"Imaging technologies, since they are diagnostic, are rarely associated with specific patient outcomes, yet the results of imaging studies form the basis of more than 80 percent of the treatment decisions made by physicians," she said. "While imaging can provide abundant information for a diagnosis, few randomized clinical trials have examined imaging's effect on clinical decision-making or patient outcomes."

In their analysis, the experts looked at four broad aspects of how imaging technologies are used in evaluating heart patients: matching patients with the best imaging technique, acquiring the best images, correctly interpreting the images and communicating the results of the tests to the patients' physicians.

Using the most appropriate technique for each individual's circumstance is essential, Douglas said.

"To put it simply, quality in patient selection entails referring the right patient for the right test at the right time," she said. "Our goal is to identify which patients would benefit the most from each technique while minimizing inappropriate testing."

Panel members agreed that more studies are needed to collect data on which techniques are used for specific medical circumstances and then to correlate that information with patient outcomes, Douglas said. As a first step, the panel recommended that the American College of Cardiology work with professional imaging societies to develop standardized methods for collecting and analyzing data and for communicating the findings back to referring physicians.

The panel also agreed that standard protocols and procedures need to be developed and followed to ensure that whenever a patient has a test performed, there is high confidence that the resulting images will be of high quality. Also, the experts said that whenever possible, the technicians who perform the tests should receive advanced training or certification in their areas.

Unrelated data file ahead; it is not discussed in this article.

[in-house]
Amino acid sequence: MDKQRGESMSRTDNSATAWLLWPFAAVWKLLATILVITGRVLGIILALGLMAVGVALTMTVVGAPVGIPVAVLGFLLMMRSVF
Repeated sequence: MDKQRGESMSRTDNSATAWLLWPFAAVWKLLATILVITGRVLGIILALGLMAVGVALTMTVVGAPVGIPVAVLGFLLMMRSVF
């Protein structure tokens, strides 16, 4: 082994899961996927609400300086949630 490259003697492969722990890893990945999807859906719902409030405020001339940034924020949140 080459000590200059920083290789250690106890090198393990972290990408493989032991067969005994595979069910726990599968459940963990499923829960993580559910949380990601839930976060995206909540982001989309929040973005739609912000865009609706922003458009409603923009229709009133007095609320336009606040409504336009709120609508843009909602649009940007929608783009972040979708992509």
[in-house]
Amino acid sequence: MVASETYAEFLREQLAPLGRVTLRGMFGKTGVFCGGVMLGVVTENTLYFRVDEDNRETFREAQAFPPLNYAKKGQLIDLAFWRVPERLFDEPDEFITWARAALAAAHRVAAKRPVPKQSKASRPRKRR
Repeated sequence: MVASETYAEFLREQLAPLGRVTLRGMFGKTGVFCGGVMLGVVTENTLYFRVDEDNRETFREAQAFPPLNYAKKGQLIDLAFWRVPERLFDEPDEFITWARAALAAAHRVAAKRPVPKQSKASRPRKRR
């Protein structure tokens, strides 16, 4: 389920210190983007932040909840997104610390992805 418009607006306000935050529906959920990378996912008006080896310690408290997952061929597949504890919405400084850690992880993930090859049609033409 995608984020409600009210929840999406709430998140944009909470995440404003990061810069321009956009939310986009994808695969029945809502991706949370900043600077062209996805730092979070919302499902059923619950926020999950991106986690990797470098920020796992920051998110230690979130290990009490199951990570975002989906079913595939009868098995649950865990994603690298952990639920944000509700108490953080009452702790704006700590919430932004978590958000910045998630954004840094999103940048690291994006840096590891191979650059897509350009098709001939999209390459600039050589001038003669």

Once an image has been generated, correct interpretation is essential to a proper diagnosis, the panel said. At a minimum, physicians who read and interpret the images must be certified by their respective credentialing societies. But the panel concluded that certification alone is not enough: independent groups should be established to conduct regular reviews of physicians' interpretations to determine if the correct interpretation was made. Comparative studies using databases of standardized images also could help ensure that the correct interpretation was made.

"Regardless of the approach taken, it is critical that some form of ongoing measurement of accuracy and reproducibility be performed routinely and that reasonable standards for both should be established," Douglas said.

Once an accurate image has been made and appropriately interpreted, the findings must be communicated effectively to the referring physician in a timely fashion, the panel said. The experts called for development of standardized language and forms so that referring physicians can easily and quickly understand the results of the test and act on them.

Richard Merritt | EurekAlert!